As the founder of Lares, a Colorado-based security consultancy, social-engineering expert Chris Nickerson is often asked by clients to conduct penetration testing of their on-sight security. Nickerson leads a team which conducts security risk assessments in a method he refers to as Red Team Testing. Watch Nickerson and his team pull off a diamond heist in this video.
Nickerson and crew recently took on such an exercise for a client he describes as "a retail company with a large call center." With some prep work, Nickerson says the team was able gain access to the company's network and database quite easily. Read on to find out how they did it, and what lessons you can take away for shoring up your organization's defenses. (To learn more about social engineering techniques, also see Social Engineering: Eight Common Tactics.)
Chris Nickerson: On-site security vulnerability testing requires the most memory and intelligence gathering because you need to start off by gaining information on your target. When I'm doing my information gathering, I like to find holiday or time-relative events. In this particular exercise, there was a large horserace going on in the area. In the town where the company was located, it was the big thing to go to this horse race. Everyone in the city and around it geared up and left the office to go to it. That was a perfect time for me to come in and say I have an appointment.
I said I had to meet with someone we'll call Nancy. I knew Nancy wasn't going to be in the office because on her MySpace profile it said she was getting ready to go to the race. Then her Twitter profile said she was getting dressed to go to the event. So I knew she wasn't in the office.
Before I went to the office, I went to a thrift shop and got a Cisco shirt for $4. Then I went in and said "Hi. I'm the new rep from Cisco. I'm here to see Nancy." The front desk attendant in this situation said "She's not at her desk."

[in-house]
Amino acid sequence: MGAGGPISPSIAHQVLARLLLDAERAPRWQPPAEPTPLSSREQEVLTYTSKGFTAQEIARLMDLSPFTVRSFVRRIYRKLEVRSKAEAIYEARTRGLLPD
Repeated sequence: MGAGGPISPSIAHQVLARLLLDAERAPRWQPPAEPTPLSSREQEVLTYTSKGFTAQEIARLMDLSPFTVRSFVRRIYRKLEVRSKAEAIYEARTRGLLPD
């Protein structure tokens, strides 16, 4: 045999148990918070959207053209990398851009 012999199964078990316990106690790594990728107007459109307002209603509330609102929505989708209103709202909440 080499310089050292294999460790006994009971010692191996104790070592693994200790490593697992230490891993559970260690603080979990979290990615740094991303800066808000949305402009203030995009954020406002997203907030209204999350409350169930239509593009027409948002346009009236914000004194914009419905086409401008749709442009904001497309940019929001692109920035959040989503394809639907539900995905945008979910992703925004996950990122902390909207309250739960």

I said "Yeah. I know. I've been texting back and forth with her. She told me she is in a meeting and the meeting is going over."
This was right around lunch time and I said "Since I'm waiting, is there anywhere around here where I can go get some food?" I knew full well that after surveying the area the closest thing was about five miles away because they were sort of out in the sticks.
The receptionist said "Four or fives miles down the road there is a McDonalds. But we have a nice cafeteria here. If you want, you can just eat in there."
Being allowed to go to the cafeteria gave me full access to the facility because the only thing that was guarded was the door. The cafeteria lead right into the rest of the building.
So I went into the cafeteria and ate. While I was there, I did USB key drops. I put files on them with names like 'Payroll' or 'Strategy 2009.' The USBs had rootkits on them. Many contained an autorun rootkit. Others had Hacksaw, which is a little piece of tech that you can use with a U3 drive. You plug it into a machine and, if the machine has auto run on the CD-Rom running it, it will just start dumping all the passwords, usernames, all that. It will also put a hook into the machine to start emailing that information out to an email account that you give it to contact. So, even after I left, I could still be filtering information. It only takes about 30 seconds to enable itself.